Sustainable Sac: Sugar

It turns out the sweet stuff isn’t so great for the environment either.

Do you take cream and sugar with your coffee? If so, you would score a perfect three-for-three on consuming environmentally problematic ingredients.

Since in this space we already have discussed the eco-failings of coffee, and we lack the space and energy to deal with all the sustainability shortcomings of cows, let us hone in on sugar.

Brace yourself for yet another bitter pill to swallow.

Sugar stems primarily from two sources: canes and beets. Sugar cane is a perennial stalk that reaches up to 20 feet high and is grown in tropical regions or in other sufficiently wet and warm locales, which notably include the northern borders of the Florida Everglades.

Beets are a root vegetable that can weigh up to five pounds, and though they also flourish in warm weather, they can do just fine if the nights are cool. They also are widely subjected to genetic modification, which means they often cannot be alluringly labeled as being “non-GMO.”

Both crops are, to be flip, thirsty. According to the World Wildlife Fund, it takes 213 gallons of water to produce one pound of sugar from canes. That translates to about nine gallons of water needed to allow for that one teaspoon of sugar you stir into your coffee.

Beets require about one-third less water, but still a startling amount per serving. And fields of sugar cane often are intentionally set ablaze prior to harvesting, to remove leaves and help dry out the sugars. That represents a further demerit on sugar cane’s “green” scorecard.

Linda Anne Poppenheimer of California’s Central Coast has a blog that she calls “The Unlikely Environmentalist.” Two years ago, she wrote extensively about the sustainability of sugar. She sweetened her otherwise downbeat report with this somewhat-consoling passage about sugar-processing byproducts, which include fiber, press mud and molasses.

“After the sugar has been extracted from the crushed cane or beets, the remaining fiber is used to generate electricity, manufactured into paper goods, or pelletized for animal feed,” Poppenheimer reports. “Press mud from the clarifying process is spread on fields as fertilizer. The molasses that is separated from the sugar crystals during centrifuging finds a ready market with the alcoholic beverage industry.”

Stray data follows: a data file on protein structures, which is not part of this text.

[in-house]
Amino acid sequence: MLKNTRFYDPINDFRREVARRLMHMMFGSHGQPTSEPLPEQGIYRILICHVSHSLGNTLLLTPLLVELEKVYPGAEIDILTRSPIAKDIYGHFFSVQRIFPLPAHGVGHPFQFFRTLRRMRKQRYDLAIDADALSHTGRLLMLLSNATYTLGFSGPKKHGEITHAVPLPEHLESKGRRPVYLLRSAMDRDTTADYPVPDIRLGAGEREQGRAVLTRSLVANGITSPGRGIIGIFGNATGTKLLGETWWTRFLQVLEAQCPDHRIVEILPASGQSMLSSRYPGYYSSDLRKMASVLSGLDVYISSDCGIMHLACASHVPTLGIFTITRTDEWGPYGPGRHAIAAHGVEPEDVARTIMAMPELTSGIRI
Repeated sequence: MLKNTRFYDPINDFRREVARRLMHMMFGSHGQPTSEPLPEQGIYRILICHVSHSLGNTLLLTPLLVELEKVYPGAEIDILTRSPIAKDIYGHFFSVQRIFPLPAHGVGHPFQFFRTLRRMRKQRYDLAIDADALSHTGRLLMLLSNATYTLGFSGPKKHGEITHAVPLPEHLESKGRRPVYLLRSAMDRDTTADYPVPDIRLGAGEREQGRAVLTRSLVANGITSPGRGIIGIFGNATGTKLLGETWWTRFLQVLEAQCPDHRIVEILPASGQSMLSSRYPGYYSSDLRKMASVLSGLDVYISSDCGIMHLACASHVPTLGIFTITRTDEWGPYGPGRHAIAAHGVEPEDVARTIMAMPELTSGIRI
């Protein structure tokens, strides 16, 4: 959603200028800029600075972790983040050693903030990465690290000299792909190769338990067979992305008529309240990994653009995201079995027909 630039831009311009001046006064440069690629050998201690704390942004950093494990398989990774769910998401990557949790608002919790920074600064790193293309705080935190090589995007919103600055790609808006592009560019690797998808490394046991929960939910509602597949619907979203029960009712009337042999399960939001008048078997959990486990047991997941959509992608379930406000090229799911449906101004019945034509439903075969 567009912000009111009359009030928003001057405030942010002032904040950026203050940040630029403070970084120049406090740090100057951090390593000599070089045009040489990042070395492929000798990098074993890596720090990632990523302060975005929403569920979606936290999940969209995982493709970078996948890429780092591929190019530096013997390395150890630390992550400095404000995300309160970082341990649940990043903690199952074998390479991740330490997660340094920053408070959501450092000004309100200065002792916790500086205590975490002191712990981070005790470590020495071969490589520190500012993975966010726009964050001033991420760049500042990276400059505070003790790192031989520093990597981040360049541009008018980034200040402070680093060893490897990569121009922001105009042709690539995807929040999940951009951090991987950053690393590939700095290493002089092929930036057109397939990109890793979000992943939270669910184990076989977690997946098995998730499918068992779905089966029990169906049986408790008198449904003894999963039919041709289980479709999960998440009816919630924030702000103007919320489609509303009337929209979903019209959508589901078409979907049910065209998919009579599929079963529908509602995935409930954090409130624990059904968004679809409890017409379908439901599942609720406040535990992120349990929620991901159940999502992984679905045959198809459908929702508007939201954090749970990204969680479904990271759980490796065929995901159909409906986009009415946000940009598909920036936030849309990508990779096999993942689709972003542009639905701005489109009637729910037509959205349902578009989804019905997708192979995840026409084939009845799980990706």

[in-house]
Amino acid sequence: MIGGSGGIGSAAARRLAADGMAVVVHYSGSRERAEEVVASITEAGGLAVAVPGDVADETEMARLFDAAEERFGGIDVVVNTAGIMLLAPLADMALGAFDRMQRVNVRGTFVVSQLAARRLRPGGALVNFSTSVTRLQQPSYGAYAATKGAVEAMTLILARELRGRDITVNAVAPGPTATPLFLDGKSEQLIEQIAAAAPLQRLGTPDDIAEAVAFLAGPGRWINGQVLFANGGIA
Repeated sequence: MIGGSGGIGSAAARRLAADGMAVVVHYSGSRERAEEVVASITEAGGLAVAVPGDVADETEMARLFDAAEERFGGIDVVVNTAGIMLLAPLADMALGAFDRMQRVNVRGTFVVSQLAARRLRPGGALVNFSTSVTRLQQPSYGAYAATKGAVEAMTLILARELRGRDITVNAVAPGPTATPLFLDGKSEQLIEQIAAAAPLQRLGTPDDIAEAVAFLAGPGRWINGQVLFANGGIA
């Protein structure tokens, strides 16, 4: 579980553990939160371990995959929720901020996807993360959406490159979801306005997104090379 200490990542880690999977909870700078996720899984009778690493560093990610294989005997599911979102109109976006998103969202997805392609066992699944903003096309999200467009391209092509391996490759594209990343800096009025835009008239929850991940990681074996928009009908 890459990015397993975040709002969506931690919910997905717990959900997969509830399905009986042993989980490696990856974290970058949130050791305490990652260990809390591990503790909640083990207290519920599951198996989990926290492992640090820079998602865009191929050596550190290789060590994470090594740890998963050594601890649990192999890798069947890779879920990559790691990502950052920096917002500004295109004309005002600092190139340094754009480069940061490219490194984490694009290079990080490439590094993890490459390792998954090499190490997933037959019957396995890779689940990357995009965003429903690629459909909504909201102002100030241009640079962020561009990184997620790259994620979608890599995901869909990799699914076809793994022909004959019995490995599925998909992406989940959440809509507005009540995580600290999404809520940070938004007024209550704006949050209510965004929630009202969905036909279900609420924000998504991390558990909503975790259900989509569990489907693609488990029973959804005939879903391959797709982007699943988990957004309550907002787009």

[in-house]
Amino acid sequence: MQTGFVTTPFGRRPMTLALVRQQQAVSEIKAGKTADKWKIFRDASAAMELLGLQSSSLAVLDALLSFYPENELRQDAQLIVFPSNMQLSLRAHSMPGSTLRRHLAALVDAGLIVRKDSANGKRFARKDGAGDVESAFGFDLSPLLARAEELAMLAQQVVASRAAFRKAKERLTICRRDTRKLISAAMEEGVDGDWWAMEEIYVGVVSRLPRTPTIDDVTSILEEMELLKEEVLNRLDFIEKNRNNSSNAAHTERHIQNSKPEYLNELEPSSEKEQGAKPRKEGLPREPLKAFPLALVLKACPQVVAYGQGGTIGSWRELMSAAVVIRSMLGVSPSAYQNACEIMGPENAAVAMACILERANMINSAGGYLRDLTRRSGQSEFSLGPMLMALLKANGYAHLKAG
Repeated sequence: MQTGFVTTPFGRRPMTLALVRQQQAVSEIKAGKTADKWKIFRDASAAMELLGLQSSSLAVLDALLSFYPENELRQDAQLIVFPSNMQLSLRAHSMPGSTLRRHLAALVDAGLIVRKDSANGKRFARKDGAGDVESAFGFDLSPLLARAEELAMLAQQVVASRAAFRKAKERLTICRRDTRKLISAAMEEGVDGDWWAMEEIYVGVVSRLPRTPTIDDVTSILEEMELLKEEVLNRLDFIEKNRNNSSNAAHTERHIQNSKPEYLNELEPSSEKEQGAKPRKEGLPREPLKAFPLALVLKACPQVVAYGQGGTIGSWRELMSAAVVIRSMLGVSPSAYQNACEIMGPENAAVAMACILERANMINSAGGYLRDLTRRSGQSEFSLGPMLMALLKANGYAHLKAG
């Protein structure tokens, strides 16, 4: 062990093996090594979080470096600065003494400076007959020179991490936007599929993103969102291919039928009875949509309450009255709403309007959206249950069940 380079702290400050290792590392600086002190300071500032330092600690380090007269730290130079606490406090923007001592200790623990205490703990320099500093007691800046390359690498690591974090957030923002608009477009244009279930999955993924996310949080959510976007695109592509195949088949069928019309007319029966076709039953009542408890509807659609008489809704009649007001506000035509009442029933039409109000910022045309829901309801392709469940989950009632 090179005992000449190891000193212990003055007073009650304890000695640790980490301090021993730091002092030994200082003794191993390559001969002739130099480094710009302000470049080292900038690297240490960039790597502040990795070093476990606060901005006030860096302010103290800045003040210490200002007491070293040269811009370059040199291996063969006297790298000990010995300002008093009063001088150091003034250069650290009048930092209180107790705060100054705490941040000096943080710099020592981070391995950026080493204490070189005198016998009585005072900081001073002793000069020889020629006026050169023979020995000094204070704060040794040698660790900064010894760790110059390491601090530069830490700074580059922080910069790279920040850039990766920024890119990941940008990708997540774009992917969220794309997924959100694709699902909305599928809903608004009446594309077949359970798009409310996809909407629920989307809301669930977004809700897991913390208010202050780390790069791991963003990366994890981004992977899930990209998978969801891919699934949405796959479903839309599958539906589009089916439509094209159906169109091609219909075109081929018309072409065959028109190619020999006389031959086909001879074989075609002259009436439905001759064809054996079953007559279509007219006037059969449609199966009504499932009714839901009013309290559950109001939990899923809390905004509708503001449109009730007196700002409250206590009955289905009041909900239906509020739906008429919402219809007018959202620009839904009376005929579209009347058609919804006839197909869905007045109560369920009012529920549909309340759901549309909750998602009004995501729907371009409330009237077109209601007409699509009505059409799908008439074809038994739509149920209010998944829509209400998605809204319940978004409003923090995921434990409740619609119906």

Poppenheimer proceeded, however, to describe in painful detail the negative impacts that result from wetlands confiscation, monoculture, pesticides, fertilizers, runoff and processing. “There are some farmers growing sugar cane and sugar beets in a more environmentally and people-friendly manner,” she concedes, “but this represents only a small segment of the enormous sugar industry.”

She praised three certification organizations—Bonsucro, Fairtrade and Rainforest Alliance—for their sustainable-sugar pursuits. Look for those organizations’ seals on products you buy; they are most likely, of course, to be sold at green-leaning grocers such as the Sacramento Natural Foods Co-op, Sprouts and Whole Foods Market.

Kevin Folta of the Genetic Literacy Project (which claims to embrace “science not ideology”) writes that you should not feel smug if you buy organic sugar, or what he calls “boutique” sweeteners such as sucanat, rapadura, panela or muscovado. Here’s what he thinks of such higher-priced sugary options:

“These products target the gullible, affluent consumer who sees sugar as poison, and white sugar as a Big-Food megatoxin to be vigorously cleansed from the system. But wrap the exact same chemical in the lore of the smallholder developing-world farmer, sprinkle vanishingly small traces of mostly useless vitamins, and deadly carbs are magically transformed into tablespoons of feel-good and nutritious glory.”

Then there is sugar’s impact on moods—it’s not just children who can get high or crash on the stuff—and health. Longtime consumer advocate Ralph Nader was onto something when he quipped, “If God hadn’t meant for us to eat sugar, he wouldn’t have invented dentists.”